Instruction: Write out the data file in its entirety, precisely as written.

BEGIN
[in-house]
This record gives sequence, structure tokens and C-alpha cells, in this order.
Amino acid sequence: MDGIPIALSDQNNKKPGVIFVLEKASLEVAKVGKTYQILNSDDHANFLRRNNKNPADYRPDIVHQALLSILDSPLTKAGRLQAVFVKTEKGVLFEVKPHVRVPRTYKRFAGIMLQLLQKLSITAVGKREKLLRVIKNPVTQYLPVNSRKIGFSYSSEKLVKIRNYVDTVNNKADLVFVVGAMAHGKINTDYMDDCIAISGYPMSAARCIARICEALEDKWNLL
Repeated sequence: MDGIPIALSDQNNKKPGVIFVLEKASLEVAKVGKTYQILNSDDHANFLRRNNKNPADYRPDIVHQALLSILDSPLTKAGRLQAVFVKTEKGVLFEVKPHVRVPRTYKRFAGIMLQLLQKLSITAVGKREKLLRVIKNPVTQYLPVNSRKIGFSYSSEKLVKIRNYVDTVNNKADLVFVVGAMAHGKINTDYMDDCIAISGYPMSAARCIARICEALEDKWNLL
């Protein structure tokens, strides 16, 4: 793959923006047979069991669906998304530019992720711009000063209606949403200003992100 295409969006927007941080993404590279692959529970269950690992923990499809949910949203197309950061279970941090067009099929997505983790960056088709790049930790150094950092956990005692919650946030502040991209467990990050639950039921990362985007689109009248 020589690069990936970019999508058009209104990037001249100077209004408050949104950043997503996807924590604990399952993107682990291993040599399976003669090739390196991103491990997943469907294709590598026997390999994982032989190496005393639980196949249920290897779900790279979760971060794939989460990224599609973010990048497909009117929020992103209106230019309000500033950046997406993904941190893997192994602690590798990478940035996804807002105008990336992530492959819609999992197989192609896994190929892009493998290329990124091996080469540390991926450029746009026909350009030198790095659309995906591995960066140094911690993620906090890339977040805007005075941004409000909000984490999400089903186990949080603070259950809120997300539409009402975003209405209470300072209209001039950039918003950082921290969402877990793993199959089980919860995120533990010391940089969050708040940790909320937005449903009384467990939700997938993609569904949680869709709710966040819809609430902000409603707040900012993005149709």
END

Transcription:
[in-house]
This record gives sequence, structure tokens and C-alpha cells, in this order.
Amino acid sequence: MDGIPIALSDQNNKKPGVIFVLEKASLEVAKVGKTYQILNSDDHANFLRRNNKNPADYRPDIVHQALLSILDSPLTKAGRLQAVFVKTEKGVLFEVKPHVRVPRTYKRFAGIMLQLLQKLSITAVGKREKLLRVIKNPVTQYLPVNSRKIGFSYSSEKLVKIRNYVDTVNNKADLVFVVGAMAHGKINTDYMDDCIAISGYPMSAARCIARICEALEDKWNLL
Repeated sequence: MDGIPIALSDQNNKKPGVIFVLEKASLEVAKVGKTYQILNSDDHANFLRRNNKNPADYRPDIVHQALLSILDSPLTKAGRLQAVFVKTEKGVLFEVKPHVRVPRTYKRFAGIMLQLLQKLSITAVGKREKLLRVIKNPVTQYLPVNSRKIGFSYSSEKLVKIRNYVDTVNNKADLVFVVGAMAHGKINTDYMDDCIAISGYPMSAARCIARICEALEDKWNLL
């Protein structure tokens, strides 16, 4: 793959923006047979069991669906998304530019992720711009000063209606949403200003992100 295409969006927007941080993404590279692959529970269950690992923990499809949910949203197309950061279970941090067009099929997505983790960056088709790049930790150094950092956990005692919650946030502040991209467990990050639950039921990362985007689109009248 020589690069990936970019999508058009209104990037001249100077209004408050949104950043997503996807924590604990399952993107682990291993040599399976003669090739390196991103491990997943469907294709590598026997390999994982032989190496005393639980196949249920290897779900790279979760971060794939989460990224599609973010990048497909009117929020992103209106230019309000500033950046997406993904941190893997192994602690590798990478940035996804807002105008990336992530492959819609999992197989192609896994190929892009493998290329990124091996080469540390991926450029746009026909350009030198790095659309995906591995960066140094911690993620906090890339977040805007005075941004409000909000984490999400089903186990949080603070259950809120997300539409009402975003209405209470300072209209001039950039918003950082921290969402877990793993199959089980919860995120533990010391940089969050708040940790909320937005449903009384467990939700997938993609569904949680869709709710966040819809609430902000409603707040900012993005149709």